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Is My Ex Wife Entitled To Half My Army Pension

There is a common misconception that an ex-spouse will be automatically entitled to half of your pension. This is not necessarily the case. However, if you were with your spouse for most of your military career then, if a pension sharing order was given, they may be entitled to a share of your pension.

How Long Does A Military Spouse Receive Pay After Divorce

If your former spouse is entitled to a portion of your military retirement pay, then they will continue to receive this payment until one of you passes away. If you die before your ex, then their benefits will stop. However, remarriage does not affect their right to a portion of your military pension if it was awarded in a divorce.

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Health Benefits 20/20/20 Rule

Under the 20/20/20 rule, former spouses are eligible to continue their medical coverage under TRICARE if they following are true:

  • Been married at least 20 years
  • The Military member has at least 20 years of service
  • The marriage and the military service overlapped at least 20 years
  • The former spouse has not remarried
  • The former spouse did not enroll in an employee sponsored health plan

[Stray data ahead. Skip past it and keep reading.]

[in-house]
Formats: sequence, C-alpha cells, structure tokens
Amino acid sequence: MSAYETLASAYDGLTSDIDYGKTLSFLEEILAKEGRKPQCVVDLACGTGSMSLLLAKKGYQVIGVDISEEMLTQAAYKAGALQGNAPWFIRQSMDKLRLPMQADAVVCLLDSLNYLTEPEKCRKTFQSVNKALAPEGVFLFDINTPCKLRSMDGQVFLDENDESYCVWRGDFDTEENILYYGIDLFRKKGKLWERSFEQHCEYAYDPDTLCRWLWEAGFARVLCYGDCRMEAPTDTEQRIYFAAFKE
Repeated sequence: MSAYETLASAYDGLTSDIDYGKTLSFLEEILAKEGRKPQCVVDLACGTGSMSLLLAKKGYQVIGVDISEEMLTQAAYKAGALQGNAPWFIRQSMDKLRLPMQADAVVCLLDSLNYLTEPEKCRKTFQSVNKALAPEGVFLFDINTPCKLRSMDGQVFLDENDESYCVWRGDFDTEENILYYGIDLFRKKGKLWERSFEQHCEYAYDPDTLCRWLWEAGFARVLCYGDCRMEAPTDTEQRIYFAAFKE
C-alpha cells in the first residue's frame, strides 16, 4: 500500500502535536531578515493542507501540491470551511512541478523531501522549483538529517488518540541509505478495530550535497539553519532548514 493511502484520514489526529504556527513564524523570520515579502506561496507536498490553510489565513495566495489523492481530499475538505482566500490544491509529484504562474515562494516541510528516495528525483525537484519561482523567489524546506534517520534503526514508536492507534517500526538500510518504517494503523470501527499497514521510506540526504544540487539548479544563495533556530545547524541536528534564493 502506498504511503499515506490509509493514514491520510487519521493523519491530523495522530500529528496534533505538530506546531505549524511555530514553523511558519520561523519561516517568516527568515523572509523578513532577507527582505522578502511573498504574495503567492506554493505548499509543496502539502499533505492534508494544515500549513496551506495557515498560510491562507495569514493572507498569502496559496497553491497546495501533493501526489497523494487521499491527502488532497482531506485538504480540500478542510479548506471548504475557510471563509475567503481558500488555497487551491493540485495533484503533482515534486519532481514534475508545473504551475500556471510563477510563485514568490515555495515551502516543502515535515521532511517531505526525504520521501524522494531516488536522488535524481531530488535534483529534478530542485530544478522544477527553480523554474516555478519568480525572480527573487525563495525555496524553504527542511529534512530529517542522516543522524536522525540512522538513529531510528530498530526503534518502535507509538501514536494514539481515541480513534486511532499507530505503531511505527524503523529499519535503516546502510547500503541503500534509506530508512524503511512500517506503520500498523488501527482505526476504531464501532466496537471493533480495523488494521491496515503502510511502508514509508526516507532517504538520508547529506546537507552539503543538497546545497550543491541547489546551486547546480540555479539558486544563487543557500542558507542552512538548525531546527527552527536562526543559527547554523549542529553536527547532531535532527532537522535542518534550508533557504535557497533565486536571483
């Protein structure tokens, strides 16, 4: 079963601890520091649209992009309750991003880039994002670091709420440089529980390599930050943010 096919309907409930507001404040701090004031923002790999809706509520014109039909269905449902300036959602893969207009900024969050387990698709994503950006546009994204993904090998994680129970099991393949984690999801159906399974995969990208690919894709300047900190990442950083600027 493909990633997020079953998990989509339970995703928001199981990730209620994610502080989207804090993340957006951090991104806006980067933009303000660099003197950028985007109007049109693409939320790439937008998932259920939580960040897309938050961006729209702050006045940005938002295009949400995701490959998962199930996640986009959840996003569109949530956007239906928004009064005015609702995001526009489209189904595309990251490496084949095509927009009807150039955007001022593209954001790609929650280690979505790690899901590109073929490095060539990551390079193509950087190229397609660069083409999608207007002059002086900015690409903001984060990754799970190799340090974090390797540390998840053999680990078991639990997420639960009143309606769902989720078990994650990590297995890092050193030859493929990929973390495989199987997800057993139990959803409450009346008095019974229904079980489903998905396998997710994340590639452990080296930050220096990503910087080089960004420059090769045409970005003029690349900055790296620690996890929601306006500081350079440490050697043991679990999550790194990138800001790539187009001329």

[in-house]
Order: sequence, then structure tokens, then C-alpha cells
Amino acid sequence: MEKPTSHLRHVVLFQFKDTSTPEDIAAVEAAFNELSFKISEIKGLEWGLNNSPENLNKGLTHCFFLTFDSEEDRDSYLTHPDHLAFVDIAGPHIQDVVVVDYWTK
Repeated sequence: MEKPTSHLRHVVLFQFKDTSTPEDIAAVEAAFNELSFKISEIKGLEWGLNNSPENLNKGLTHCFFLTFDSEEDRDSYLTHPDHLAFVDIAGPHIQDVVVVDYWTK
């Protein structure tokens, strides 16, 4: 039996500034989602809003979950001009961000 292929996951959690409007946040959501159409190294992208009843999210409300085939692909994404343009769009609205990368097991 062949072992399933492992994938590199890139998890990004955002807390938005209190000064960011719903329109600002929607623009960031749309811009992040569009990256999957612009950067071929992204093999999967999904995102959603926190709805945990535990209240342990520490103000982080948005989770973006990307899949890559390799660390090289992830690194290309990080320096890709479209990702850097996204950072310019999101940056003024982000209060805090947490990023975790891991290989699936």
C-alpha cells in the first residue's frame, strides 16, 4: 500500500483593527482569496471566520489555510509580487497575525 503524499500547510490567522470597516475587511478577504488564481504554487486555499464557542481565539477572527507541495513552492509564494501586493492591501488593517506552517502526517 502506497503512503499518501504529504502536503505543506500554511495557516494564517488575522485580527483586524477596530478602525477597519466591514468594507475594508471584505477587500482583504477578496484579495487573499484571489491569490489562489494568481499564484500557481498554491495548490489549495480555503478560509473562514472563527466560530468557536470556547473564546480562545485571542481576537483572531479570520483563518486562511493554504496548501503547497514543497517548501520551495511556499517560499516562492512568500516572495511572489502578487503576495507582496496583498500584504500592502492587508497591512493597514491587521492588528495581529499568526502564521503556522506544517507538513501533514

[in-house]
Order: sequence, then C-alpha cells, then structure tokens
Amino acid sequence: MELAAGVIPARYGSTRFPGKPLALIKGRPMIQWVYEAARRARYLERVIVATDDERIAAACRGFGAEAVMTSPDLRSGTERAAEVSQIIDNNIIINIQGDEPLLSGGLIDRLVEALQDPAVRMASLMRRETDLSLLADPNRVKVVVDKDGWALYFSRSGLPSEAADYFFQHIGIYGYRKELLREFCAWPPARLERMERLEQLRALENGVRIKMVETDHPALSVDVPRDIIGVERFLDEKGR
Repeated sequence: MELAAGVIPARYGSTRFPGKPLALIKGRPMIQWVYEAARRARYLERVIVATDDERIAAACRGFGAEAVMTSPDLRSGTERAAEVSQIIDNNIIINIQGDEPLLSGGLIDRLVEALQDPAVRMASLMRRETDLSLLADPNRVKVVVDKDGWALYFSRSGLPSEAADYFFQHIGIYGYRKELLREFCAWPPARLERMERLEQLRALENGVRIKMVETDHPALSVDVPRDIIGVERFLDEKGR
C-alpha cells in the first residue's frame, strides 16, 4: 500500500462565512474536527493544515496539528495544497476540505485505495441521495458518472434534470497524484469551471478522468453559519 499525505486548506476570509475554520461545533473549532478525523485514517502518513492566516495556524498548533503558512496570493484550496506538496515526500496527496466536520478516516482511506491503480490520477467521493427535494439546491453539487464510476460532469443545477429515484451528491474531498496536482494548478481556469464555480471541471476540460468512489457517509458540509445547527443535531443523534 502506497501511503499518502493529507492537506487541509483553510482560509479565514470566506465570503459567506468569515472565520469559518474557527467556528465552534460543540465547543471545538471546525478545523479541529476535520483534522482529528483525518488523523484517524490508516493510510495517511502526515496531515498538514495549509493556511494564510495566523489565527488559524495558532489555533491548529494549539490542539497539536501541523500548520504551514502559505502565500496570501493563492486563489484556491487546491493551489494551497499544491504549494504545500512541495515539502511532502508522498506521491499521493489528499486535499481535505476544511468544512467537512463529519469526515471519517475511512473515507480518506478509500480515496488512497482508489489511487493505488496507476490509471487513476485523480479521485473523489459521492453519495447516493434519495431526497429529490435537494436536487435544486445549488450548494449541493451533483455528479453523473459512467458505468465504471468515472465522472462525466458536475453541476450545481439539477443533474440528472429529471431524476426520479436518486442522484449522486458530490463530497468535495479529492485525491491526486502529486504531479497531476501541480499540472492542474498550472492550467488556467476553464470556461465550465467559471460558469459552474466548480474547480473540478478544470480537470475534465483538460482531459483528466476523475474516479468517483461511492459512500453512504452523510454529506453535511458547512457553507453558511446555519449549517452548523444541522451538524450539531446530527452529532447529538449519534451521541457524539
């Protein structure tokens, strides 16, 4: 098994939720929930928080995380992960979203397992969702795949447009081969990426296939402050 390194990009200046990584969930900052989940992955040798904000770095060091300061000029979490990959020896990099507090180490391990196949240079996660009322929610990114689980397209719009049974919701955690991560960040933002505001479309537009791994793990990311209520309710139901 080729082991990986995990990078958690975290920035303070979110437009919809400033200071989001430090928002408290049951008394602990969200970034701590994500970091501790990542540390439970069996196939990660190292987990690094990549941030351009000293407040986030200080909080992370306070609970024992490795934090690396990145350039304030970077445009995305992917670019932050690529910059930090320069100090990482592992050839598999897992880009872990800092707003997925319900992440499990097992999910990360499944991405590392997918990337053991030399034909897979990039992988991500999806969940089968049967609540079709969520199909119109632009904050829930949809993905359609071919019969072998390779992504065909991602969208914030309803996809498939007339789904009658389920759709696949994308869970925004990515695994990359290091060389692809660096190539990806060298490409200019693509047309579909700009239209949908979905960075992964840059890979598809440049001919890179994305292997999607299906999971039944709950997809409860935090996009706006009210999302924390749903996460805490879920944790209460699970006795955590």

And How Does A Hypothetical Order Work

Benefits Military Spouses Receive After Divorce

The hypothetical order is not based on a percentage or a dollar amount of the current pay. It is made-up pay. For example, you could say 50 percent of a military members pay who has served 25 years with a pay scale of $4,000 dollars a month. Even if the number of years doesnt match what the military member served or the pay scale, the military will use these made up numbers and apply them to the case.

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What Happens To Military Spouse Benefits In Divorce

A former military spouses right to continue to have a military dependent ID card depends on the length of the marriage, the length of the military members creditable service, and the overlap between the two. In short, an ex-spouse is entitled to full health care, commissary, and exchange benefits if they meet the 20/20/20 rule:

  • The service member had at least 20 years of creditable service.
  • The spouses were married for at least 20 years.
  • The marriage and the creditable service overlapped for at least 20 years.

An ex-military spouse who does not meet the 20/20/20 rule retains commissary and exchange privileges while the divorce is pending but loses them when the divorce becomes final.

An ex-military spouse who does not meet the 20/20/20 rule retains commissary and exchange privileges while the divorce is pending but loses them when the divorce becomes final.

Under limited circumstances, some spouses may be able to retain medical benefits for a year following the date of divorce. These so-called transitional medical benefits are available if the spouse meets the 20/20/15 rule 20 or more years of creditable service, 20 or more years of marriage, with 15 years of overlap between them. Transitional benefits may also be available to a spouse who is divorced from an ex-service member whose eligibility for retired pay was terminated due to domestic abuse.